Throughout history rape can be seen as one of the most hideous crimes since human beings began to commit offences against other people’s lives and possessions. One of the most difficult problems however is to prove or deny consent to rape, especially when the raped woman became pregnant by the offender. In these cases she would have been regarded as clearly having consented and having enjoyed it. Although the ‘droit du seigneur’ was not in use in medieval and Renaissance England a practice existed which equally denied women a genuine choice. When we keep in mind that women, from the Middle Ages onwards, were regarded as men’s possessions and used for men’s interests, it does not surprise us to learn that raped virgins were allowed by the King and the Church to marry the offenders. That saved rapists from death penalties if the wives consented, but most women were always manipulated by their relatives either to accept or to deny the marriage, depending on the would-be outcome for the respective male authority. There is something interesting about this option: it is the fact that it only applied to raped virgins. What about the rights of wives and widows if they were raped? According to Bracton, one of the leading legal authorities in Renaissance England, there were only two things in his time for which a woman could sue: the rape of a virgin or the murder of her husband lying in her arms. After the Statutes of Westminster were introduced by Edward I, the Crown began to take an interest in rape suits and now even women who were no longer virgins were protected under the new law. Despite this few women sued for rape, although the possibilities had been created by the Statutes. But what can be said about the religious, emotional side of such an serious offence? Based on the religious aspect, the influence of Augustine’s The City of God was still prevalent in the sixteenth and early seventeenth century. Augustine clearly states that, although the victim may have felt pleasure during the rape, this is not an indication of consent. But he also admits that this pleasure can trouble the emotions, feelings and thoughts of the victim. Many of them would feel ashamed of having felt a forced ‘pleasure’ during an act of violence. It ‘allows for, as the worst-case scenario, the possibility that the woman who experiences an involuntary carnal pleasure will doubt her own resolution, her refusal of consent’.
As shown above, rape in reality was an offence which, already from an early period, evoked several different problems and arguments. They did not apply to every rape, as each situation posed different challenges. In a patriarchal society the victim’s place was always set in advance. Their emotions after the assault were not regarded as important as the subsequent social status of their husbands or fathers or their feelings towards their wives or daughters. Men dealt with them in patriarchal terms and the women in general could not do anything to change their behaviour, although exceptions to this practice were possible as we can see in The Rape of Lucrece, the poem William Shakespeare promised to the Earl of Southampton in the dedication to the earlier Venus and Adonis. This long narrative poem, consisting of 268 stanzas composed in rhyme royal and set in ancient Rome, depicts a strong woman who deals with her rape in her own way, whereas Lavinia in Titus Andronicus, written around the same time as the poem, is merely at the mercy of men’s desires and when she tries to regain her former position in her family, she is pitilessly murdered by her own father.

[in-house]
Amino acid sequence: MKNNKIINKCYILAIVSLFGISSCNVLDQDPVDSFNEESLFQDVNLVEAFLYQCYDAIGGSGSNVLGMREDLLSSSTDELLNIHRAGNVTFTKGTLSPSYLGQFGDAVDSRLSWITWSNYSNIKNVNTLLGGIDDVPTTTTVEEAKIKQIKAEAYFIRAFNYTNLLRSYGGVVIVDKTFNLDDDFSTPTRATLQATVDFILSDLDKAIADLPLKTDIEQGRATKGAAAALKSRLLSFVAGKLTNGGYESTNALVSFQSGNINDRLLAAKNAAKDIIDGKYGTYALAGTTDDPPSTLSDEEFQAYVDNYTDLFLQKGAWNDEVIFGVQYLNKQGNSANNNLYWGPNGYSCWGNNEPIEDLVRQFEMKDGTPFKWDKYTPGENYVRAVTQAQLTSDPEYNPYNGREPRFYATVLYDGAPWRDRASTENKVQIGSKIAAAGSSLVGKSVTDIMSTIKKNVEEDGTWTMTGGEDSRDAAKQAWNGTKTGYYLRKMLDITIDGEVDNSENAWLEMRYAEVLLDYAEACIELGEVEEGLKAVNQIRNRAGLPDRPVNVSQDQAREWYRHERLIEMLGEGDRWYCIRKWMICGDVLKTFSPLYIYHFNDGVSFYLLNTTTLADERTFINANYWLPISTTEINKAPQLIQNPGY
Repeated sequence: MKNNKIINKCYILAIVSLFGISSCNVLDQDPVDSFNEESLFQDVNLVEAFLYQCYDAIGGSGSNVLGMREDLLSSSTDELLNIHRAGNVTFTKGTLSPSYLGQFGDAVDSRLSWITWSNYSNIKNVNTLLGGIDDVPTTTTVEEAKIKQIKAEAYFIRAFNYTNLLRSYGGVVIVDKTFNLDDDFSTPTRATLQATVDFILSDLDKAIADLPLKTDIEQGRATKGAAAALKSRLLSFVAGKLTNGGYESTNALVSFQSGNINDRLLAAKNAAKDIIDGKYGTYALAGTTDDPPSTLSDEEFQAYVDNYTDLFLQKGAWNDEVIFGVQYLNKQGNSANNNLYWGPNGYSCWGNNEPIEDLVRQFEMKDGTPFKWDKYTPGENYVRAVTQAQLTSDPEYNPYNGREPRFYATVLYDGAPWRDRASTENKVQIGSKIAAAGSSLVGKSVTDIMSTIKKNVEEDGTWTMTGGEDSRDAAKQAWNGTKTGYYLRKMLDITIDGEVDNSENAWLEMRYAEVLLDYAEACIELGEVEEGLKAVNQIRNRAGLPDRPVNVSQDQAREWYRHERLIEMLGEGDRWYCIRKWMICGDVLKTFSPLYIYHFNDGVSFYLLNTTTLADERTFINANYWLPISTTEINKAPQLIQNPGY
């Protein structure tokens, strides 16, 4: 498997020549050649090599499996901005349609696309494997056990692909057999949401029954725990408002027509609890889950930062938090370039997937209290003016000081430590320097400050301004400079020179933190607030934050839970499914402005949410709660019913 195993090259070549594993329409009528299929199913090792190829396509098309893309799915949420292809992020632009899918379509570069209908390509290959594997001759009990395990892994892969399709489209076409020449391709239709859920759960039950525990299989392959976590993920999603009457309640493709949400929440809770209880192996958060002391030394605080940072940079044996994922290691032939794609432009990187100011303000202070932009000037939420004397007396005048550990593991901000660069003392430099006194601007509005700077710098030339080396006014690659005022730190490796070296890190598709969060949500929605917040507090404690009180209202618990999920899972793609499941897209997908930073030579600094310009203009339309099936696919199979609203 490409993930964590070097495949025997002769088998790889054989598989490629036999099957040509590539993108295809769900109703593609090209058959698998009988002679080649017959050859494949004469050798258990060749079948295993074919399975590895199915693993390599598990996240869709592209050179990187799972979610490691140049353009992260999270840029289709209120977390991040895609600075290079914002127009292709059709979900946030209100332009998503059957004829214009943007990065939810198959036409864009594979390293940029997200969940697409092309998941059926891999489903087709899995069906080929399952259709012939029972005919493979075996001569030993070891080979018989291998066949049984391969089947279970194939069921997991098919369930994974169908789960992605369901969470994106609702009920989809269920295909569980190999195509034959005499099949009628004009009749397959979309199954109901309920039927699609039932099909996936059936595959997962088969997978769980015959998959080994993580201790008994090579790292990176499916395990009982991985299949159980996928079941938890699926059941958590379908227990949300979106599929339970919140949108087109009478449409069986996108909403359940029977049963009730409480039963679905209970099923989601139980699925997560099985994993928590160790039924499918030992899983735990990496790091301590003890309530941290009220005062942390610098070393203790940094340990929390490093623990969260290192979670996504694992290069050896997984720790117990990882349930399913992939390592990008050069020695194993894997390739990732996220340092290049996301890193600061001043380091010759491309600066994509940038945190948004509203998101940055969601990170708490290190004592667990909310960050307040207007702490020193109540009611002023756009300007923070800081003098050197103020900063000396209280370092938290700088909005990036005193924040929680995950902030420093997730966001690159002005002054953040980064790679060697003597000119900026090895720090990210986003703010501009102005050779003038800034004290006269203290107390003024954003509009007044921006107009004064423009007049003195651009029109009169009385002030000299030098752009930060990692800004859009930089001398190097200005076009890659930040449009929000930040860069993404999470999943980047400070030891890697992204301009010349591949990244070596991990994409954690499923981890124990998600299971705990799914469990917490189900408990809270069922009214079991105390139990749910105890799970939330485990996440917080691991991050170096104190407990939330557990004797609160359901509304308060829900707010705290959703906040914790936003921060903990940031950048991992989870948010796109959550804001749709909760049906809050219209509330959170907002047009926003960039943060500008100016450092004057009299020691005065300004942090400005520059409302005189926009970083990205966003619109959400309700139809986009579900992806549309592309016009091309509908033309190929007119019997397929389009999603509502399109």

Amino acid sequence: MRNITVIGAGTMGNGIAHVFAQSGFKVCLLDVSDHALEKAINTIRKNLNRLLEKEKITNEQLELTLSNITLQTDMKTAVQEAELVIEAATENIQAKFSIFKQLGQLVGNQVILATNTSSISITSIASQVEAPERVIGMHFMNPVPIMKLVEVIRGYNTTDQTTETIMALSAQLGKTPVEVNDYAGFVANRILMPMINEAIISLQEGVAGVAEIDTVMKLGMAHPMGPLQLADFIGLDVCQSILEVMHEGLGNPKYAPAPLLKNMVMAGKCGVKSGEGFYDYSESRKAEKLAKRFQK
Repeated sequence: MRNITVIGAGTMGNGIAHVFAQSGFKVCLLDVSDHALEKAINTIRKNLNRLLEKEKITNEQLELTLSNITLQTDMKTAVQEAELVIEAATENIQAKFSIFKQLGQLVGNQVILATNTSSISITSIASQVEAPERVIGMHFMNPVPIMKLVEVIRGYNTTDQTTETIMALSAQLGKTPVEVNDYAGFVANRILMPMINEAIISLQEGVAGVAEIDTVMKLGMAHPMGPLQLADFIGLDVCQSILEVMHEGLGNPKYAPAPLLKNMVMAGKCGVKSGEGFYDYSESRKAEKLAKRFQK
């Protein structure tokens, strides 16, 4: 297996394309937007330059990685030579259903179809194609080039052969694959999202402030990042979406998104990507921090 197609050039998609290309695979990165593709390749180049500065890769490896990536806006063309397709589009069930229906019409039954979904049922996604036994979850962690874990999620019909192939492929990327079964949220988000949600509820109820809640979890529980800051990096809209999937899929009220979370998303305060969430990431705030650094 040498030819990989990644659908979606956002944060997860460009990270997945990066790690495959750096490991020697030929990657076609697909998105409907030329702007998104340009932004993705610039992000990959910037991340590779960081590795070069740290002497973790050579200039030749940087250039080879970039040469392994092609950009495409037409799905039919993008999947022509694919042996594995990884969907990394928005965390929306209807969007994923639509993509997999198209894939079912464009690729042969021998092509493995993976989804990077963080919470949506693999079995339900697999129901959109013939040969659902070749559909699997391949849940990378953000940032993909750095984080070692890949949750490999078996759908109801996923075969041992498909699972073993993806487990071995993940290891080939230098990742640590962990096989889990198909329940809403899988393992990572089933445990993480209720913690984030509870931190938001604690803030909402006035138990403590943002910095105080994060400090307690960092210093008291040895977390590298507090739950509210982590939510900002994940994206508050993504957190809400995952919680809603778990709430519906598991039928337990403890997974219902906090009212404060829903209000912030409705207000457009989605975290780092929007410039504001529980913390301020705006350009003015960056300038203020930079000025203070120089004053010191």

Even though these two women suffer the same assaults, the motives and reasons behind them are different. After Saturninus is elected emperor by Titus Andronicus, Lavinia’s father, his first wish is to make her his wife. But she is already promised to Bassianus and, as not only to foreshadow, but also to oppose the later private man against man-fight by the Goths Chiron and Demetrius, the two Roman brothers quarrel about her publicly. Lavinia is regarded as to be ‘surprised’ (1.1.288), but the Tribune Marcus Andronicus supports Bassianus’ claim when he says that ‘this prince in justice seizeth but his own’ (1.1.285). These lines allude to something mentioned already above: women were regarded as men’s possession and as mere objects. This might be in line with Saturninus’ decision to make her his wife: Titus has mentioned Lavinia’s virtue (1.1.171) before the emperor utters his wish (1.1.244), and although the former’s speech can be seen as well as a reason why he kills his daughter in the end, it seems also possible that the emperor likes to have a beautiful object he can boast of. Saturninus and Bassianus even mention the word rape (1.1.409 and 410) and this incident as well as Bassianus’ lines ‘My lord, what I have done, as best I may,/ Answer I must, and shall do with my life.’ (1.1.416-17) implicate that only one of the two brothers can succeed in this quarrel as two men and one woman cannot fit together in marriage. One is simply too much. Both Demetrius and Chiron, however, are winners because they only want to satisfy their lust on Lavinia and, together with their mother Tamora, to revenge their brother Alarbus. Indeed, this is the second reason behind the rape. The Queen of the Goths supports her sons and even urges them on (2.2.166-67). As Titus has refused her pleas for Alarbus’ life, she now turns a deaf ear to Lavinia’s pleas for mercy (2.2.179-80).